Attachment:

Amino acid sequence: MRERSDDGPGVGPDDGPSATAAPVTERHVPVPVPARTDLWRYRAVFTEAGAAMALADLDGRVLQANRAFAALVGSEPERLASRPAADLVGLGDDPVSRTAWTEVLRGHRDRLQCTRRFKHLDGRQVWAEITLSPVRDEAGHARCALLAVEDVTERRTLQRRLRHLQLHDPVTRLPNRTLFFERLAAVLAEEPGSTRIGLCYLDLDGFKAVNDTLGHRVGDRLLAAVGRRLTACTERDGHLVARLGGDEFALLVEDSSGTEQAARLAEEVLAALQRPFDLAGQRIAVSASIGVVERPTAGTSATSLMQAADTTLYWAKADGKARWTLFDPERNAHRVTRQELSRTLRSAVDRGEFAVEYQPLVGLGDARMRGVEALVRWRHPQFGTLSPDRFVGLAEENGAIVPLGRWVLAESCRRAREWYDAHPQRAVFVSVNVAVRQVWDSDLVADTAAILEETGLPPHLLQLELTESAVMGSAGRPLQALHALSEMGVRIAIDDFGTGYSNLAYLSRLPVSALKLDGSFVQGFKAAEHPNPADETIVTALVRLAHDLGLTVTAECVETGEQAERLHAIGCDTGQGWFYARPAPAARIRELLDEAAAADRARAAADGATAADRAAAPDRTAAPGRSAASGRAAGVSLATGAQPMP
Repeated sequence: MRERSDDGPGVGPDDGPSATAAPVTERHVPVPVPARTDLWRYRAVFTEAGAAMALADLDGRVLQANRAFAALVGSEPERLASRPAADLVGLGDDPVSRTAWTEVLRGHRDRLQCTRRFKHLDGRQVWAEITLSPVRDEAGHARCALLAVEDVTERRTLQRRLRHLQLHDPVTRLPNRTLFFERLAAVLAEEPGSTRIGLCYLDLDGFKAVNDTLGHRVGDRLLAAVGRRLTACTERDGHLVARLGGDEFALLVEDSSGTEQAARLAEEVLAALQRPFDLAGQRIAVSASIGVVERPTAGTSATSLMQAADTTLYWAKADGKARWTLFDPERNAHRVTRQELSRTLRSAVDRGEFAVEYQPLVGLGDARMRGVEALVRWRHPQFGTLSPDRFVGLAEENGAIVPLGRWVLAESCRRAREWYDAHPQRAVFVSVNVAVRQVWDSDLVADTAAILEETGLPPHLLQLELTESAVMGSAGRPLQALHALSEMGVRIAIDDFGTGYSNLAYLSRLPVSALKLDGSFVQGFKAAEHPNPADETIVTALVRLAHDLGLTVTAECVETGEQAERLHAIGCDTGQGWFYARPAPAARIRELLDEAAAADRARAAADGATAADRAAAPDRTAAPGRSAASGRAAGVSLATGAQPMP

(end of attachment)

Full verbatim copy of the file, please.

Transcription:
Amino acid sequence: MRERSDDGPGVGPDDGPSATAAPVTERHVPVPVPARTDLWRYRAVFTEAGAAMALADLDGRVLQANRAFAALVGSEPERLASRPAADLVGLGDDPVSRTAWTEVLRGHRDRLQCTRRFKHLDGRQVWAEITLSPVRDEAGHARCALLAVEDVTERRTLQRRLRHLQLHDPVTRLPNRTLFFERLAAVLAEEPGSTRIGLCYLDLDGFKAVNDTLGHRVGDRLLAAVGRRLTACTERDGHLVARLGGDEFALLVEDSSGTEQAARLAEEVLAALQRPFDLAGQRIAVSASIGVVERPTAGTSATSLMQAADTTLYWAKADGKARWTLFDPERNAHRVTRQELSRTLRSAVDRGEFAVEYQPLVGLGDARMRGVEALVRWRHPQFGTLSPDRFVGLAEENGAIVPLGRWVLAESCRRAREWYDAHPQRAVFVSVNVAVRQVWDSDLVADTAAILEETGLPPHLLQLELTESAVMGSAGRPLQALHALSEMGVRIAIDDFGTGYSNLAYLSRLPVSALKLDGSFVQGFKAAEHPNPADETIVTALVRLAHDLGLTVTAECVETGEQAERLHAIGCDTGQGWFYARPAPAARIRELLDEAAAADRARAAADGATAADRAAAPDRTAAPGRSAASGRAAGVSLATGAQPMP
Repeated sequence: MRERSDDGPGVGPDDGPSATAAPVTERHVPVPVPARTDLWRYRAVFTEAGAAMALADLDGRVLQANRAFAALVGSEPERLASRPAADLVGLGDDPVSRTAWTEVLRGHRDRLQCTRRFKHLDGRQVWAEITLSPVRDEAGHARCALLAVEDVTERRTLQRRLRHLQLHDPVTRLPNRTLFFERLAAVLAEEPGSTRIGLCYLDLDGFKAVNDTLGHRVGDRLLAAVGRRLTACTERDGHLVARLGGDEFALLVEDSSGTEQAARLAEEVLAALQRPFDLAGQRIAVSASIGVVERPTAGTSATSLMQAADTTLYWAKADGKARWTLFDPERNAHRVTRQELSRTLRSAVDRGEFAVEYQPLVGLGDARMRGVEALVRWRHPQFGTLSPDRFVGLAEENGAIVPLGRWVLAESCRRAREWYDAHPQRAVFVSVNVAVRQVWDSDLVADTAAILEETGLPPHLLQLELTESAVMGSAGRPLQALHALSEMGVRIAIDDFGTGYSNLAYLSRLPVSALKLDGSFVQGFKAAEHPNPADETIVTALVRLAHDLGLTVTAECVETGEQAERLHAIGCDTGQGWFYARPAPAARIRELLDEAAAADRARAAADGATAADRAAAPDRTAAPGRSAASGRAAGVSLATGAQPMP